This, however, is not enough. The TCP ACKs generated by the destination will contain the very same sequence number, while we need a way to map the returning TCP packet to the original probe. This is crucial since Butskoy’s implementation is based on simultaneous probes – a feature we did not want to lose because it makes traceroute really fast.
To solve that, we took inspiration from tracebox leveraging the TCP congestion control mechanism and the Selective ACKnowledgment (SACK) option, introduced in 1996 in RFC2018 (TCP Selective Acknowledgment Options).
SACK is an option “to be sent by a data receiver to inform the data sender of non-contiguous blocks of data that have been received and queued. […] This option contains a list of some of the blocks of contiguous sequence space occupied by data that has been received and queued within the window” (RFC2018).
Each block contains an interval of contiguous sequence numbers received by the destination, represented as the lowest sequence number received (left edge) and the highest sequence number not yet received (right edge).
This means that if we send probes with a gap and incrementing sequence numbers, each probe reaching the destination will generate a different interval. Frequently, it’s straightforward to match returning ACKs with the original probes, as shown in the image below. However, this is not always the case because probes can reach the destination out of order, and the intervals can be disjointed. This required us to devise our own algorithm to correctly map ACKs to their original probes.
The algorithm we came up with involves collecting the returning ACKs until the traceroute is over, ordering them by their size, and then assigning the probes while taking into account the interval content.
Consider for example the scenario depicted in the image below where six probes were sent, and six ACKs were received and ordered by the size of the interval they cover.
The mapping algorithm starts by looking at the ACK carrying the SACK block [8-9[ and directly mapping the ACK to probe 8, since that is the only probe that can have triggered such an ACK. Indeed, the right edge (9) indicates the first sequence number yet to be received, while the left edge indicates the first sequence number already received. The next ACK considered is the ACK carrying the interval [4-5[, [8-9[. Since probe eight has already been mapped to the previous ACK, this means that the only probe that could have triggered this ACK must be 4. The algorithm proceeds in a similar way for the rest of the received ACKs, matching all the probes that reached the destination.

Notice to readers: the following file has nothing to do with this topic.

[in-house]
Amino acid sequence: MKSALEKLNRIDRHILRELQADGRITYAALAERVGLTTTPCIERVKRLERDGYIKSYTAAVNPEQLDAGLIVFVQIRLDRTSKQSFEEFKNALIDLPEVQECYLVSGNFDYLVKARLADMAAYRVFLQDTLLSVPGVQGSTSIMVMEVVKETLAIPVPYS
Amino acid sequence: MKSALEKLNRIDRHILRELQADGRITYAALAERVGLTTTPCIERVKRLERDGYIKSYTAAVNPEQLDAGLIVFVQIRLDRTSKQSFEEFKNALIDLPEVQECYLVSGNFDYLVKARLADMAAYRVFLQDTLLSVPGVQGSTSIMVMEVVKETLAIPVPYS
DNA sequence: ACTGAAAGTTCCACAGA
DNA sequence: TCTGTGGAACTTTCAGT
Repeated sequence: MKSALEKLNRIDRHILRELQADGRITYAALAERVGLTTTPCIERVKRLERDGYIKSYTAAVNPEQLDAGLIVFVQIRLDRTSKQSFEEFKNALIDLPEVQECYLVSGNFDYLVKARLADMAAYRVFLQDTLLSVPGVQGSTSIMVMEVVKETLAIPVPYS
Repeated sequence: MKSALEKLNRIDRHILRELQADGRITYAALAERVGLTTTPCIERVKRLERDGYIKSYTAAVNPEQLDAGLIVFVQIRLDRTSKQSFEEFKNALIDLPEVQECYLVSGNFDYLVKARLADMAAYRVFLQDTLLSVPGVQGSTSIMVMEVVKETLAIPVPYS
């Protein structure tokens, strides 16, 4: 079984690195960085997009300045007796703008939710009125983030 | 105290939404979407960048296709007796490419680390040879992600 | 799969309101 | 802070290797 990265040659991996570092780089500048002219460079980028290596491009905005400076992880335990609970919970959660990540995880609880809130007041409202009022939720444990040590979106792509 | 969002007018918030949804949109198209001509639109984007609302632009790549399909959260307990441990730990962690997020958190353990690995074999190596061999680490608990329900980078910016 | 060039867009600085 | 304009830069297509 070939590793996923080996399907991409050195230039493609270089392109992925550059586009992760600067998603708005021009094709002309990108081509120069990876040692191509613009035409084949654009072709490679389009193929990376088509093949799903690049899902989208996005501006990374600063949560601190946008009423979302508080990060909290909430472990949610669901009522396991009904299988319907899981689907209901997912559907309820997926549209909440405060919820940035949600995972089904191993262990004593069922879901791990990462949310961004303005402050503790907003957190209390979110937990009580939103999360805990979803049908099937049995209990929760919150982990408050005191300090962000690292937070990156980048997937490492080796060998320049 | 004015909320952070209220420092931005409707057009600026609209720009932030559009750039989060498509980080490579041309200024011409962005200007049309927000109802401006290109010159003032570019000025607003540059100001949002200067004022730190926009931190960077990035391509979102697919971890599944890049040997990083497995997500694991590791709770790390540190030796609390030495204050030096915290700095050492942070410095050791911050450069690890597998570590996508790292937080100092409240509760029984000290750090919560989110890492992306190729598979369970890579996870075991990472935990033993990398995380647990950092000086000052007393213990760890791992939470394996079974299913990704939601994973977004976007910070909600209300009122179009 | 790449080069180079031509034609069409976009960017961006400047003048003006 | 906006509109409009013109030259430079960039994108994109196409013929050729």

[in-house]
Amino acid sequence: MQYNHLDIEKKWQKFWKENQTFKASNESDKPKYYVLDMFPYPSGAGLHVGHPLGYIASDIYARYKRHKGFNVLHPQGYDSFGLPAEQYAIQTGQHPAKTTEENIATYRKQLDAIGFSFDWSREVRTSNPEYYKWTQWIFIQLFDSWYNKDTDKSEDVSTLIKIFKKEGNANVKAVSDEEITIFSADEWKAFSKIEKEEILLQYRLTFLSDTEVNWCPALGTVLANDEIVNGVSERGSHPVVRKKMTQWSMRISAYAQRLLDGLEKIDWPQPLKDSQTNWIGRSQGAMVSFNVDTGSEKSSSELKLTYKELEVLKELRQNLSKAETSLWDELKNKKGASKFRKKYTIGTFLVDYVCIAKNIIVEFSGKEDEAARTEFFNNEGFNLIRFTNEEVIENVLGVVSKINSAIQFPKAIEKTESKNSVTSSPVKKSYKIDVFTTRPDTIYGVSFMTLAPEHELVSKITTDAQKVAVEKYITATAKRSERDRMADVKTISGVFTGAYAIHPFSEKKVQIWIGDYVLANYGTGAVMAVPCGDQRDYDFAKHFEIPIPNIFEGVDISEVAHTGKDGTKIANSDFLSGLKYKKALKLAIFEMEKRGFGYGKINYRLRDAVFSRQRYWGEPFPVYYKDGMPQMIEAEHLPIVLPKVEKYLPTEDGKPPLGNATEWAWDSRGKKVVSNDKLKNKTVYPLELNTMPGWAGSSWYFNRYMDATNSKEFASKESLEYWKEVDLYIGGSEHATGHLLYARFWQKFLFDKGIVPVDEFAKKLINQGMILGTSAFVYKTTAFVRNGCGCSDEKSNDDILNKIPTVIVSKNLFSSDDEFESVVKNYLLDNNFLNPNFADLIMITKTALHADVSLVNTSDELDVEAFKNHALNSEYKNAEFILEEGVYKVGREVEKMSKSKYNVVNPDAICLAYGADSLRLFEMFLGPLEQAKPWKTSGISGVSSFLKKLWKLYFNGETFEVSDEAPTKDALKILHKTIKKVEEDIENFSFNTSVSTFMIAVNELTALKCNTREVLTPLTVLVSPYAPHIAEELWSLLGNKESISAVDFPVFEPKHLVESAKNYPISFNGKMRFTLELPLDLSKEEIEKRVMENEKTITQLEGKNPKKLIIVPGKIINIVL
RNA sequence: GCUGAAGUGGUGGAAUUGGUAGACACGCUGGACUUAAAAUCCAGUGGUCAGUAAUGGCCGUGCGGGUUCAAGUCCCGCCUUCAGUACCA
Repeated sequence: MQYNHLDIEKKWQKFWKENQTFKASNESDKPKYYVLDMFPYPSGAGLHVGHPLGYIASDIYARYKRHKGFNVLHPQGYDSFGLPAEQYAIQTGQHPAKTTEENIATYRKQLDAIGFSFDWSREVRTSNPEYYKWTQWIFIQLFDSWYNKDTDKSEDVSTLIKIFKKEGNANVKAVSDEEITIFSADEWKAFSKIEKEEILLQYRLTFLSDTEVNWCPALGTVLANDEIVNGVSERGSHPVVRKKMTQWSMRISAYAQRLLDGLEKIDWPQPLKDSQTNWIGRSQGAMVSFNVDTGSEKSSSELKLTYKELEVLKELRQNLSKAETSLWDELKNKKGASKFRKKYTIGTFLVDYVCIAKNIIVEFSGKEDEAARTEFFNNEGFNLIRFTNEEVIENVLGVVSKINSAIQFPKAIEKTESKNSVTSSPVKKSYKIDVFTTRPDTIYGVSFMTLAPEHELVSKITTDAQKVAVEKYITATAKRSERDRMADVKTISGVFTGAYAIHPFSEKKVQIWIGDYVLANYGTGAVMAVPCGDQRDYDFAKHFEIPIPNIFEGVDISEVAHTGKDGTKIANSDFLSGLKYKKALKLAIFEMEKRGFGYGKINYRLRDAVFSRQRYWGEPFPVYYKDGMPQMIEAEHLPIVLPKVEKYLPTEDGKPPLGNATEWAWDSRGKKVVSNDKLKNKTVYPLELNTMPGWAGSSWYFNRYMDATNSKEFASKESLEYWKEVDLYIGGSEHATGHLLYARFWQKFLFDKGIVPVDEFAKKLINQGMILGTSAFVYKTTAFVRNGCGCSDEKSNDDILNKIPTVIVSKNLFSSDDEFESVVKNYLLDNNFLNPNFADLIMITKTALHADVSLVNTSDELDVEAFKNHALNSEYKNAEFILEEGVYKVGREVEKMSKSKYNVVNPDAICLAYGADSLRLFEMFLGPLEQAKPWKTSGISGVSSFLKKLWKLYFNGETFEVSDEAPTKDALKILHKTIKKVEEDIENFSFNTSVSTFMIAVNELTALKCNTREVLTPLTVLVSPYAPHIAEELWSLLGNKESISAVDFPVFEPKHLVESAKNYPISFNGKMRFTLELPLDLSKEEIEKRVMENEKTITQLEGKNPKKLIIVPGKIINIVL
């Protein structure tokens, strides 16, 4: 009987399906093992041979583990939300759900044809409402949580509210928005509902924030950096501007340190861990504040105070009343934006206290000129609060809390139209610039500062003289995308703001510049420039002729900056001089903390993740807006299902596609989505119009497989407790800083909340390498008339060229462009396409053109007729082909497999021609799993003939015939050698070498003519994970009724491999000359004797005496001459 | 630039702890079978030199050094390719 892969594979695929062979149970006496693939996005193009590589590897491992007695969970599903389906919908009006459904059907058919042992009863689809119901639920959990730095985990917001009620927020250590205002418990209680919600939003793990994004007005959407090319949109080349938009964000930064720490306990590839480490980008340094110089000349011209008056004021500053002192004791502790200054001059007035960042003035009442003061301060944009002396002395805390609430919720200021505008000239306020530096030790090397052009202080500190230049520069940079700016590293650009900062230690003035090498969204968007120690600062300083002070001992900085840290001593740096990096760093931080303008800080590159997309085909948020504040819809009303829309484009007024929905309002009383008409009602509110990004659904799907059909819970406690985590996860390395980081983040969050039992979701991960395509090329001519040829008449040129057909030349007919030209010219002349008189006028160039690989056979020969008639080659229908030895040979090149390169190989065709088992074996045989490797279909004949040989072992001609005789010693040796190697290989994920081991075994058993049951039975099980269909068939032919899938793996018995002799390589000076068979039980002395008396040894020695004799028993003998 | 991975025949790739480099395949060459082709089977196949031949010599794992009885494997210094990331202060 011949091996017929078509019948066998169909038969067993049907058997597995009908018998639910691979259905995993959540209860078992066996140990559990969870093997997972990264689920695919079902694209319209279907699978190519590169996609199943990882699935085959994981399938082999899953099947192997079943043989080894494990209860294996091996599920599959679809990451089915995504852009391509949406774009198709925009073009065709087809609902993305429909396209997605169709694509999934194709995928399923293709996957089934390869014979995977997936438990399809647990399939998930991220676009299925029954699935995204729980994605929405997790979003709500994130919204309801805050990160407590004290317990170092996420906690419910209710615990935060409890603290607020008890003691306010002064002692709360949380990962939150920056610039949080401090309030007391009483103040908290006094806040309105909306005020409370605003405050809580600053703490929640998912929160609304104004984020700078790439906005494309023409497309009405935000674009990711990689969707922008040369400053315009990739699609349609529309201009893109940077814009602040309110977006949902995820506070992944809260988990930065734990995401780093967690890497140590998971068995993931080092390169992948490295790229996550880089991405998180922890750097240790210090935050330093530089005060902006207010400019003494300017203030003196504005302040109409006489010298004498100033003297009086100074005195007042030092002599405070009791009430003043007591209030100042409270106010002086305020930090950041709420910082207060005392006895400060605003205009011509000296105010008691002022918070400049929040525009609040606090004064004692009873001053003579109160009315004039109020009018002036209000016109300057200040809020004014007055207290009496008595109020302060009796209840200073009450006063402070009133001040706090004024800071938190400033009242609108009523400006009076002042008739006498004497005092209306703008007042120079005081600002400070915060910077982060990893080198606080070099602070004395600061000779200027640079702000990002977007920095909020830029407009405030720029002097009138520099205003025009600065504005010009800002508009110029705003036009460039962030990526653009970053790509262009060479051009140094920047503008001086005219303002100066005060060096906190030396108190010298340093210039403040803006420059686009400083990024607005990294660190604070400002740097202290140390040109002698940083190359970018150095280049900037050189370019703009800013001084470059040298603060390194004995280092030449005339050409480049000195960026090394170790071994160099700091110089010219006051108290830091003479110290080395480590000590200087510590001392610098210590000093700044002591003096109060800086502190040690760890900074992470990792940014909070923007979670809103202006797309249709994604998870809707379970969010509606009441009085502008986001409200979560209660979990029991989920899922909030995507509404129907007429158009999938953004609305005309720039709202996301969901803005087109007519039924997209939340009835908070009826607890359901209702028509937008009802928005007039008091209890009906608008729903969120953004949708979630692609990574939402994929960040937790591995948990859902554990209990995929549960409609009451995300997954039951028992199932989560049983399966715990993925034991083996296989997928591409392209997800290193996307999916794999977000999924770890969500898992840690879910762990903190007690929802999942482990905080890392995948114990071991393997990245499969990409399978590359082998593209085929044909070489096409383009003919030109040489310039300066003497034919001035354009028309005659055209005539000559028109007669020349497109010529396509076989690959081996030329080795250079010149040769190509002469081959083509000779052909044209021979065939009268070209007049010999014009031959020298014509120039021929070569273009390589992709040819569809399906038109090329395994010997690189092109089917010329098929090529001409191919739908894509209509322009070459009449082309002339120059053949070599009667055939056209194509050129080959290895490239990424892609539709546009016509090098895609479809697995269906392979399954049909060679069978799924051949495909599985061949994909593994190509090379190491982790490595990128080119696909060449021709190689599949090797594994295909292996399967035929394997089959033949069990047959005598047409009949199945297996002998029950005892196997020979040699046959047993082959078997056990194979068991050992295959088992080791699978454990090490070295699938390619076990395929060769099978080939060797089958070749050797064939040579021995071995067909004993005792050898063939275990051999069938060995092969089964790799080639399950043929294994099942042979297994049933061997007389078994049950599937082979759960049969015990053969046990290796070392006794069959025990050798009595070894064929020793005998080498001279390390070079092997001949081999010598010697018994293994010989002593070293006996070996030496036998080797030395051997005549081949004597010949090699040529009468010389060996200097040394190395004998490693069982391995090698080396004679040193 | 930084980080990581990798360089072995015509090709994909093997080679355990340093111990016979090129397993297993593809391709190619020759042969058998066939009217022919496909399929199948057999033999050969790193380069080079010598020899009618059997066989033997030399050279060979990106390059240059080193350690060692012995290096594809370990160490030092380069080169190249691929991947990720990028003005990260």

There is a final caveat though: not every host on the Internet needs to have the TCP Fast retransmit/Fast recovery congestion control mechanism in place. This means that TCP ACK can be delayed, making it impossible to discriminate between a regular packet loss vs a delayed TCP ACK carrying a SACK interval including multiple probes, as depicted in the image below.
To address this final issue, we decided to implement and perform an initial sequential TCP ping to destination and then replace the traceroute final hop with the results found in the TCP ping. Sending probes in a sequential fashion will give time for the destination to generate the ACK, and provides traceroute the capability to identify actual packet loss.
In summary, the new Traceroute InSession offers those troubleshooting network-related issues the following capabilities:
- Prevents false packet loss introduced by firewall and router configurations related to security.
- Ensures that packets follow a single flow, akin to a regular TCP session, to bypass load-balanced routers.
- Utilizes the TCP protocol to simulate application packet traffic.
- Obtains traceroute results as quickly as possible.
- Provides a single tool that combines the above benefits with all the features of a traditional traceroute tool.
Traceroute InSession has been available in the Catchpoint portal since the Eagle release in May 2023. Catchpoint customers can now run TCP and InSession periodic traceroute to understand the differences between the two variants of traceroute. Below is an example of the trend in packet loss targeting Bing.com, using data from Catchpoint.
You don’t have to be a Catchpoint customer to take advantage of InSession. In line with the ethos of the original author, we’ve open-sourced the enhanced version of Dmitry Butskoy’s traceroute, which can be found here.